TULSA DECO, & Historic Photos & Ephemera
Page 5 


Above: Miss Tulsa, Norma Smallwood in Atlantic City, being crowned Miss America by King Neptune in 1926. Norma was the first Native American (Cherokee) to win the Miss America contest. She was married, for a time, to the famous Tulsa oil magnate, Thomas Gilcrease. 

Above and Below. Douglas A-26 Invader used by the Allies during WWII. 
Above photo shows an A-26 Invader named Miss Tulsa, and perhaps that is Miss Tulsa herself sitting on top! 
Below: Dorothy Ann Turner an electrical technician working on an A-26 Invader at the Tulsa, Douglas Aircraft assembly plant. At the time the front plexiglass housing featured the largest piece of plexiglass used on a war plane. 

Above: We love this photo of a sassy looking flapper in front of a fun Art Deco background.  An inscription on the back reads "White Rabbit fur coat... worn by Peanuts Wagner". What a perfect flapper name! 

Above: Another great fashion photo from our collection. This one features a young lady wearing what is likely a flying outfit or possibly a motoring outfit. 

Above: Neat photo of the construction of the Drew Building in Tulsa. On the back is the date the photo postcard was mailed August 31 1910 and a note that the building was completed by the time the postcard was sent. 

Above: Beano Hall, (Beano Building) 
Perhaps one of the most nightmarishly disgusting places to have ever existed in Tulsa. This is one building we are glad is gone.
You can read an article about the building and its inhabitants here.  https://thislandpress.com/2011/09/03/beno-hall-tulsas-den-of-terror/ 

Just for Fun
A little DECOPOLIS "Before & After" magic.
During the turn of the century and well into the Deco Era, the "Paper Moon" was a favorite photo op. Which is one reason we have our giant Paper Moon out front of our Route 66 location!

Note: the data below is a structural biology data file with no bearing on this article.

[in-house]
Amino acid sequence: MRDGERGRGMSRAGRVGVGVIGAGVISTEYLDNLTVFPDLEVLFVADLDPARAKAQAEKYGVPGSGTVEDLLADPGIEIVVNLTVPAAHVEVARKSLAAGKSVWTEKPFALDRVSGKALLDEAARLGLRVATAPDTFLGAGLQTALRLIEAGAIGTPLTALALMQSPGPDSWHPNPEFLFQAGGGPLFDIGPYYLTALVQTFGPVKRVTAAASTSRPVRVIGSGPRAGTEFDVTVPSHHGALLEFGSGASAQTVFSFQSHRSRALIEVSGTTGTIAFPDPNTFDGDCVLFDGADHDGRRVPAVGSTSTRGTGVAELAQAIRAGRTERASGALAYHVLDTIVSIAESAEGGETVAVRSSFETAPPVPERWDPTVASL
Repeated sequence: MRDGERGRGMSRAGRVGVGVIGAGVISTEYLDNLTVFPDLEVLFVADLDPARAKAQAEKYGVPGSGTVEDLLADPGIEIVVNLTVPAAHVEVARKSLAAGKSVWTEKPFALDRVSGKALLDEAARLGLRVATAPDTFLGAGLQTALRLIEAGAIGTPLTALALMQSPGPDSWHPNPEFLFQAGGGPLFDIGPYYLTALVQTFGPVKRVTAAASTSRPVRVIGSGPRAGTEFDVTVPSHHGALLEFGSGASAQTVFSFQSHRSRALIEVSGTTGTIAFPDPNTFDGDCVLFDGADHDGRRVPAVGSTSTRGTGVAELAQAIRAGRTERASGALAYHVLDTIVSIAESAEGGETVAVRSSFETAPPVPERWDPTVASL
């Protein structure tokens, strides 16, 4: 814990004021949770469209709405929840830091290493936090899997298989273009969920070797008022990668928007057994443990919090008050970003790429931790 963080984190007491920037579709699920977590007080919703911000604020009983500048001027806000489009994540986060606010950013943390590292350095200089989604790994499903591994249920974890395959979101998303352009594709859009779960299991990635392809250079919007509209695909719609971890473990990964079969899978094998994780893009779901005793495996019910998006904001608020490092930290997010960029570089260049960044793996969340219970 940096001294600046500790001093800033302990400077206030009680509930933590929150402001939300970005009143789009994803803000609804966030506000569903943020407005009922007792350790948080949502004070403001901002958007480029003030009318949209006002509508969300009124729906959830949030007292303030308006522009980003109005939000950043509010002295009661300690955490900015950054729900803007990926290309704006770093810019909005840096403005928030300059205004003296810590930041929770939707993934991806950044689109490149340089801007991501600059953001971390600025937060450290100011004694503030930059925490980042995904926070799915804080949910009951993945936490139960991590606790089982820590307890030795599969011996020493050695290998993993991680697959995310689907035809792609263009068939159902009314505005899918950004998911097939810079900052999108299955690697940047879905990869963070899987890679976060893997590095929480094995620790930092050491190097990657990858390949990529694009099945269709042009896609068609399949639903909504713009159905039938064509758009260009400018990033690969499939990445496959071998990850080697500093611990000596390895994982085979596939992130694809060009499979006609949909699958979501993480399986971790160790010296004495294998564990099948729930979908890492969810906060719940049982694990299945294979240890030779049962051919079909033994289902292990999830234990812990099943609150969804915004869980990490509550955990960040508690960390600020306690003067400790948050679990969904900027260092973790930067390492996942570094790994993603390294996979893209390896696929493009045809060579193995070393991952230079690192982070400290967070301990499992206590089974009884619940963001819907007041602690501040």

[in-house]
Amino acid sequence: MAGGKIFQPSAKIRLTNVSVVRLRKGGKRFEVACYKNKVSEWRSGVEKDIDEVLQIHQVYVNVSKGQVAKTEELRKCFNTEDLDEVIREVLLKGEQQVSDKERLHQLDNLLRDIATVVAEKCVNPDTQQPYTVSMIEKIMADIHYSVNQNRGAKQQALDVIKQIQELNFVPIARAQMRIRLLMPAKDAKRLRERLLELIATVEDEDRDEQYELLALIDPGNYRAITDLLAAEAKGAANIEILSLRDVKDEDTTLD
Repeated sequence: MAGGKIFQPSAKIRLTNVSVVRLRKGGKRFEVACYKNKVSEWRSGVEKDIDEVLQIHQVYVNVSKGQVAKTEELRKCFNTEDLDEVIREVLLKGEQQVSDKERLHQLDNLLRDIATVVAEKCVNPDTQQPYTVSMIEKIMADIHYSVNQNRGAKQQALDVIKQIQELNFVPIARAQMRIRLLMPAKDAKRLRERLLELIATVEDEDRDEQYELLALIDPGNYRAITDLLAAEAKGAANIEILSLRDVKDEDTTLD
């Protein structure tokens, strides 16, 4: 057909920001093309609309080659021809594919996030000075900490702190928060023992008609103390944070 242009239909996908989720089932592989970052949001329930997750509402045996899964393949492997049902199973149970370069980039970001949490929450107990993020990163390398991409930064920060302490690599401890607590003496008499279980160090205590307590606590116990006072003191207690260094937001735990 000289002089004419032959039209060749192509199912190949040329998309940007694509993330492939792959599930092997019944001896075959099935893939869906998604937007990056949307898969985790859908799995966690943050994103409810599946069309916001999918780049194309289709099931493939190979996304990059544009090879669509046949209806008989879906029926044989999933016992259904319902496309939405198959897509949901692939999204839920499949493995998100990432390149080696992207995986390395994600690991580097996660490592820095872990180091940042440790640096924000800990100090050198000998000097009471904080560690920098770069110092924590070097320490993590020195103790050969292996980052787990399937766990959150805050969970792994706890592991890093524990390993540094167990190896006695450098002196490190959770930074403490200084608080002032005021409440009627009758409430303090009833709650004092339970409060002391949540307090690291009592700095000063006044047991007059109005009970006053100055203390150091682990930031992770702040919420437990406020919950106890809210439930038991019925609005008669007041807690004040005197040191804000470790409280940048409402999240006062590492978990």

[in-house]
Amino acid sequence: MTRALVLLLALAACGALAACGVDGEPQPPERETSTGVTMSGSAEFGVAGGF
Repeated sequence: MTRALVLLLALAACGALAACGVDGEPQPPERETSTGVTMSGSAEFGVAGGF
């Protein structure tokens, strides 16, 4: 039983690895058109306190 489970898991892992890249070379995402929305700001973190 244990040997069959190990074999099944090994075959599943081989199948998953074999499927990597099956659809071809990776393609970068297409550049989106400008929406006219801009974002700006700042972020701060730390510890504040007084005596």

A found "Paper Moon" photo postcard from the 1920's.

Above: Yale Theater window display, Sapulpa Oklahoma.
7 S. Main Street. 
This one-screen theater, in the Gothic style, was opened in 1907. The exterior was later remodeled in a more streamline deco style.
Destroyed by fire in 1954.
This photo was likely taken in November or December of 1934. Claudette Colbert in "Imitation of Life" was first released in November 1934. 

Some of the lobby cards that are found in the Yale Theater window display.

Photo postcard of a nitroglycerine explosion near Tulsa in 1912.  Nitroglycerine was used in the oil industry. It was sent down a pipe far into the ground and detonated to fracture the surrounding rock.  Unfortunately nitroglycerine is extremely unstable and detonated easily leading to accidents like this one which killed one man. 

The postmark on the back of this postcard is April 1912. A search found a different image of the same explosion (from the University of Tulsa Special Archives) noting that it was from a nitroglycerine accident, March 30th 1912.